Purpose: Dasatinib (BMS-354825), a potent oral multi-targeted kinase inhibitor against SRC and BCR-ABL, has recently been approved for the treatment of chronic myelogenous leukaemia (CML) in imatinib-acquired resistance and intolerance. In vitro and in vivo studies were conducted to characterize the pharmacokinetics and metabolism of dasatinib in mouse, rat, dog, and monkey. Possible mechanisms contributing to the incomplete oral bioavailability of dasatinib in animals were investigated.
Methods: Metabolic stability of dasatinib was measured after incubation with liver microsomes (either NADPH- or UDPGA-fortified) and isolated hepatocytes obtained from mouse, rat, dog, monkey, and human. In all cases, substrate depletion over time was measured, and appropriate scaling factors were used to predict in vivo clearance. Pharmacokinetics of dasatinib were determined in mice, rats, dogs, and monkeys after administration of single intravenous or oral doses. In addition, the routes of excretion were investigated after administration of dasatinib to bile duct cannulated (BDC) rats. Absorption and first-pass metabolism were evaluated as possible reasons for the incomplete oral bioavailability using various in vitro and in vivo models like Caco-2 cells, P-glycoprotein (P-gp) knockout mice, and intra-portal dosing in rats.
Results: In vivo systemic plasma clearance values of dasatinib were 62, 26, 25, and 34 ml/min/kg in mouse, rat, dog, and monkey, respectively. Scaling of in vitro hepatocyte and liver microsomal data gave reasonably good predictions of in vivo clearances across all species. Percent distribution in blood cells ranged from 43% in mouse to 57% in dog. Dasatinib showed high volumes of distribution (>3 l/kg) and high serum protein binding values (>90%) in all four species tested. Oral bioavailability of dasatinib ranged from 14% in the mouse to 34% in the dog. In rats, bioavailability after an intraportal dose was comparable to that after intra-arterial administration. In BDC rats, less than 15% of an intravenous dose was excreted unchanged in urine, bile, and the gastrointestinal tract, suggesting that dasatinib is cleared primarily via metabolism. Dasatinib has high intrinsic permeability in Caco-2 cells, however, the efflux ratio was approximately two-fold indicating that it may be a substrate for an intestinal efflux transporter. However, in vivo studies in P-gp knockout mice versus wild-type mice showed no difference in the amount of dasatinib remaining unabsorbed in the gastrointestinal tract, suggesting that P-gp may not be responsible for the incomplete bioavailability.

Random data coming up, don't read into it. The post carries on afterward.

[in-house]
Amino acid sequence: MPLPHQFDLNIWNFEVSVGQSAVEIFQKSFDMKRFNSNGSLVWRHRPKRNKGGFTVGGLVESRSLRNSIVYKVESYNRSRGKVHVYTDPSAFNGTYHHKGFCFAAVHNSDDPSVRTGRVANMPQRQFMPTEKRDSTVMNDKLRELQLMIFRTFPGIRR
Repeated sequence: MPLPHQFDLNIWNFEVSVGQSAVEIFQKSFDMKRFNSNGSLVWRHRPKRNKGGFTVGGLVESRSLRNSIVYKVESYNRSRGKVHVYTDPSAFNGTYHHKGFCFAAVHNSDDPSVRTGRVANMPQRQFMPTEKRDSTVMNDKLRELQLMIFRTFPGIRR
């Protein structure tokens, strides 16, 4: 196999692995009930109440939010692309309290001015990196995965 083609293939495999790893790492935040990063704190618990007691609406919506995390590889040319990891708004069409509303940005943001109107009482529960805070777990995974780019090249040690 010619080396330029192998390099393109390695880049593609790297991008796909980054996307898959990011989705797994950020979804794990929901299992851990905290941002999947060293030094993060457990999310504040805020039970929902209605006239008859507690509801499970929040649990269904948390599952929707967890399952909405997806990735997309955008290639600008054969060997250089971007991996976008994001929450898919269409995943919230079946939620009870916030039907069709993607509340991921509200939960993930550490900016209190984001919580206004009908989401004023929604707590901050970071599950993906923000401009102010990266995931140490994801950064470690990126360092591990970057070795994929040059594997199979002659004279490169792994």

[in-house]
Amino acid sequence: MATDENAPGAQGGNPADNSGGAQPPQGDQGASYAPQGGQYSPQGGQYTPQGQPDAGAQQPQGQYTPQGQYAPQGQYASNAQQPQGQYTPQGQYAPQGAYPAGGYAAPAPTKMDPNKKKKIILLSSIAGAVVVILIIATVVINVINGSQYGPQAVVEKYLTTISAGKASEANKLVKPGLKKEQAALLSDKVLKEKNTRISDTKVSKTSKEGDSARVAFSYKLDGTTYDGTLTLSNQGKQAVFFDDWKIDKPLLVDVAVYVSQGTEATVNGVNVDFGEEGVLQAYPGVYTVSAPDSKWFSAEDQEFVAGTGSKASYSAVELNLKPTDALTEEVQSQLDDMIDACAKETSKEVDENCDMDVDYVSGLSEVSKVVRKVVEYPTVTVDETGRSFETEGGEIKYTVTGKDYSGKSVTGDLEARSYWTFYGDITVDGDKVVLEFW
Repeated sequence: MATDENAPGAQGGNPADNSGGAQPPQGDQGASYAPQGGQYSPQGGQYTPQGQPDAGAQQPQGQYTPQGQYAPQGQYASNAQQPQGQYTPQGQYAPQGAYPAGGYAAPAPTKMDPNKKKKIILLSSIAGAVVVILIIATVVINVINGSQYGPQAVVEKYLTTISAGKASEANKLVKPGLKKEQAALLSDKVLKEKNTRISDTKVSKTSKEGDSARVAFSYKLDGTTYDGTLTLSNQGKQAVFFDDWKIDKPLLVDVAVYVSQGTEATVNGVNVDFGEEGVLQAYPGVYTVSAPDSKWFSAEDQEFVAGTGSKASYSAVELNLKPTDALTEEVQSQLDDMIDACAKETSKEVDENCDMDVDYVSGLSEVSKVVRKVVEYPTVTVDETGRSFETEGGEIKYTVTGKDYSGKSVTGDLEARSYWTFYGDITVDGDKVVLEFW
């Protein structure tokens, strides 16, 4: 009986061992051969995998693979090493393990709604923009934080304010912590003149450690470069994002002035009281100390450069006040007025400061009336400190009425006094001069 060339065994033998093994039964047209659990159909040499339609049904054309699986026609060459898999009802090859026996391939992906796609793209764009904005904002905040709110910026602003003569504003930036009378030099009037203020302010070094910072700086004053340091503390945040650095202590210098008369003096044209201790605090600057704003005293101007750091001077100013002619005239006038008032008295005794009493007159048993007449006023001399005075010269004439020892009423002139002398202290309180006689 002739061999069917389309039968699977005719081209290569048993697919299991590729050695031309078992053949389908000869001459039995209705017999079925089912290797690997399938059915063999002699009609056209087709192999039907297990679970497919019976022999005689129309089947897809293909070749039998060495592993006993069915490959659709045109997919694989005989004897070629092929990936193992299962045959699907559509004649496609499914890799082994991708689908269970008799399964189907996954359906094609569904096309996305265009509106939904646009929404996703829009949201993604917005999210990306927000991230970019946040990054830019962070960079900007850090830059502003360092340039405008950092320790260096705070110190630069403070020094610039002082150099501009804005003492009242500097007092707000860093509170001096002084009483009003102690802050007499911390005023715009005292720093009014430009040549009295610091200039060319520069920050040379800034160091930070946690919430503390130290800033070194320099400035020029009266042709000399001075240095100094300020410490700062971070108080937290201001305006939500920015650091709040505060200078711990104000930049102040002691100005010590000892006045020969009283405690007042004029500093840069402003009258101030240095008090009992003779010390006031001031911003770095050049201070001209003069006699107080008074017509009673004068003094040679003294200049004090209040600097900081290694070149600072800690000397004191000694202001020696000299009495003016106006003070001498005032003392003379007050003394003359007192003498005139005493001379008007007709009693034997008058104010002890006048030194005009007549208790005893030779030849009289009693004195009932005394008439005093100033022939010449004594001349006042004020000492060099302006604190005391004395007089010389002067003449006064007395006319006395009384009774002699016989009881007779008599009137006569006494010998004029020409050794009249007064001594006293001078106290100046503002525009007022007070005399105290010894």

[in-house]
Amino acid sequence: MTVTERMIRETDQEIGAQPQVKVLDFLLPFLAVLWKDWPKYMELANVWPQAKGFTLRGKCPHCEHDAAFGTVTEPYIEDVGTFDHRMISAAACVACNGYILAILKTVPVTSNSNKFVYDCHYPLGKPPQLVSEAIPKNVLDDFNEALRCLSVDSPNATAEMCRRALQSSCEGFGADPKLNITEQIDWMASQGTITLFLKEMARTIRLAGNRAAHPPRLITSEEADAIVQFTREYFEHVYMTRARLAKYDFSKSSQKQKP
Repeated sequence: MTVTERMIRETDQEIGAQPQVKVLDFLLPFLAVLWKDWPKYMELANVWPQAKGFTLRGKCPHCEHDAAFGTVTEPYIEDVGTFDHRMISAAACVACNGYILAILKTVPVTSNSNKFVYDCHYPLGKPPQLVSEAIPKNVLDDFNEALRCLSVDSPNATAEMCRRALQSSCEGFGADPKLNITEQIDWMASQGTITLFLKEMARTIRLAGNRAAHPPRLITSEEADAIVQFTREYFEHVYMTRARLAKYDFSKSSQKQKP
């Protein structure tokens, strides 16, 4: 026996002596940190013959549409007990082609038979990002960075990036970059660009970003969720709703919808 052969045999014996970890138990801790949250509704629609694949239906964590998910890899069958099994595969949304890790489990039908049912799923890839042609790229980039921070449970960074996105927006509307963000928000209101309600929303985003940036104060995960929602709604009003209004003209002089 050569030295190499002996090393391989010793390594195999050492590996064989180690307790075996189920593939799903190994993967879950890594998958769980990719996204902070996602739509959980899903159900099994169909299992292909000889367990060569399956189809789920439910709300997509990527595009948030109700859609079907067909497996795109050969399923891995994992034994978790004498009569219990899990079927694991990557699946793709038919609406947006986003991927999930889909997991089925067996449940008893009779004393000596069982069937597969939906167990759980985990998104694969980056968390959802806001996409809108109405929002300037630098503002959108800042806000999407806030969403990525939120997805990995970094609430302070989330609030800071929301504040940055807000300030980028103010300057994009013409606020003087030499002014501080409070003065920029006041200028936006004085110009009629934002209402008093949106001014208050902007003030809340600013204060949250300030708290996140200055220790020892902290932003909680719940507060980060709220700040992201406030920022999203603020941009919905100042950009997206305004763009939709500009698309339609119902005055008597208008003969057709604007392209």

Conclusions: Dasatinib shows intermediate clearance in mouse, rat, dog, and monkey, and distributes extensively in those species. Oxidative metabolism appears to be the predominant clearance pathway. The incomplete oral bioavailability may be due to both incomplete absorption and high first-pass metabolism. However, the efflux transporter, P-glycoprotein does not appear to be limiting oral absorption.